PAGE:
After playing Saturday’s game with one healthy catcher, the Atlanta Braves acquired Carlos Perez from the Los Angeles Angels of Anaheim for Ryan Schimpf. Thus ends the eventful reign of Schimpf with the Braves. He had power. He didn’t have the ability to connect the bat to the ball.
There were more than a few moves over the last couple of days that had Braves fans scratching their heads. I’ll go over them more in this week’s Transaction Tuesday. However, because this is a trade, I believe it deserves a bit more discussion. On opening night, the Braves lost Tyler Flowers to an oblique issue. On Friday, the Braves lost Kurt Suzuki after being hit by a pitch. Early reports suggest that Suzuki won’t miss much time – perhaps he’ll be ready for Monday’s game against the Nationals. However, Atlanta needed a catcher now and lands Perez.
Perez is a 27-year-old backstop who Alex Anthopoulos is familiar with. When Anthopoulos was the Toronto Blue Jays Assistant General Manager, they signed Perez as an international prospect from Venezuela. He was traded by Anthopoulos to the Astros at the trading deadline in 2012 in a deal that sent future Brave David Carpenter to Toronto. After the 2014 season, Perez would again be traded – this time for Hank Conger.
So, that’s how Perez became an Angel. Throughout his minor league career, he’s been a pretty forgetful hitter. Everything was just kind of decent about his offensive production. He wasn’t awful, but his numbers didn’t jump off the page at you when you consider park and league factors.
In 2015, Perez appeared in 86 games with the Angels, maintaining a .284 wOBA as his BABIP sunk under .300. That’s something a hitter that depends on contact getting him on base can’t deal with. He again appeared in a bunch of games in the majors in 2016 – 87 to be exact. He had rotten luck with a .236 BABIP. His first two seasons in the majors did include some good defense, which gave him a 1-win total over 574 PA. Not bad when your wOBA is in the .260-range.
Last season was spent mostly in the minors. The numbers were very solid, but it is the Pacific Coast League. He did play eleven games in the majors, going 2-for-20 with a homer.
Short of a BABIP-infused run, Perez is not going to provide you much offense. If he did, he wouldn’t have been designated for assignment at the end of camp by the Angels. He doesn’t make enough contact and what contact he does make is not hit nearly well enough. He has upped his flyball rate over the last two years, which could be by design. He’s also shown some fairly significant pull rates.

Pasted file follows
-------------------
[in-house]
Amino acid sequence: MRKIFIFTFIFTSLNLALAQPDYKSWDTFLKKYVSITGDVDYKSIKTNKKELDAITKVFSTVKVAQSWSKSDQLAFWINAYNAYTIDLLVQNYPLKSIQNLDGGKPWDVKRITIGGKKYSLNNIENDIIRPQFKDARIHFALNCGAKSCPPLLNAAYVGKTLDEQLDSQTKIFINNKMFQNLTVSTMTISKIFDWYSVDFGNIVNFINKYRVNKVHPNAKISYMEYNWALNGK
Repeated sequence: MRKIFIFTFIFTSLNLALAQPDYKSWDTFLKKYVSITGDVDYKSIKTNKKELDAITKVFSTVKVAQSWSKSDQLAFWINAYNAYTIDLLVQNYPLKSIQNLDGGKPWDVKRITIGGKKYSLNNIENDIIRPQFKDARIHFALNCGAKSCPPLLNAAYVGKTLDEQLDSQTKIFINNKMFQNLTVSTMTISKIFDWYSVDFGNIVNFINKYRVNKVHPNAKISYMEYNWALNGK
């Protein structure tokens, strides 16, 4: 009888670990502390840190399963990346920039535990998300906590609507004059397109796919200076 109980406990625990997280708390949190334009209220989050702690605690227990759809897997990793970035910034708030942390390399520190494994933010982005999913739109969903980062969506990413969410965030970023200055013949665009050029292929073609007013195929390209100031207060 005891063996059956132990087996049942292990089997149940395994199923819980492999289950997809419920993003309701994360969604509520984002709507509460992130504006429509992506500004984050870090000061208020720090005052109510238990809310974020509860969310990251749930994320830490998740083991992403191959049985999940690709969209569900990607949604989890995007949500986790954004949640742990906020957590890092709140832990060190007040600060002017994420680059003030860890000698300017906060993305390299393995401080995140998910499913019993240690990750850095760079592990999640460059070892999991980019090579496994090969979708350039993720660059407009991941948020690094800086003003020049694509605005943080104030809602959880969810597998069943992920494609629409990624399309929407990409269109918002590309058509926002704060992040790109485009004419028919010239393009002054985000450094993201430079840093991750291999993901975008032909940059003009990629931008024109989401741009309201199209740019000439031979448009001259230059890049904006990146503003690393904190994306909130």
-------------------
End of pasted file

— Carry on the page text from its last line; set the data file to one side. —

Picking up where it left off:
But his value comes as a catcher. The metrics generally like him with a +8 DRS over nearly 1400 innings in the majors, including a +5 rSB and a +2 rGFP. The first number deals with stolen base prevention while the latter is an acronym for the self-explanatory metric “Good Fielding Plays Runs Saved above average.” He’s generally rated slightly below-average in framing according to Statcorner, but Baseball Prospectus gives him a positive score. Take from that what you will, but the general scouting report is true to form – Perez is a good defensive catcher and not much else.
And that’s ultimately what this deal is. The Braves wanted a catcher with experience and they got one. He’s out of options and would have to go through waivers to be sent down, but the Braves probably felt they had seen enough of Schimpf anyway. And that’s the story with this deal.
Interestingly enough – just to pad the word count – this is the second Carlos Perez to play for the Braves in recent years. Those who follow the prospect ranks may remember a left-handed Carlos Perez, who pitched in the Braves system from 2009 until 2014. He was briefly a niche prospect after a nice summer in 2010. That led to hope for the then-18-year-old. He quickly flamed out due to control issues. Last summer, he resurfaced for a team of Dominicans that played 17 games in the independent Can-Am League. The team was horrendous – full of mostly minor league busts. They finished 2-15 and were outscored 150-70.
Perez was one of the arms for that team, along with a pair of former Braves’ pitchers in Robinson Lopez and Lay Batista. Perez gave up 13 runs in 4.1 innings on the heels of 17 – SEVENTEEN – walks! Yikes. That’s a 35.3 BB/9.
Anywho, that was something you didn’t know. It’s about as interesting as talking about Carlos Perez, the catcher.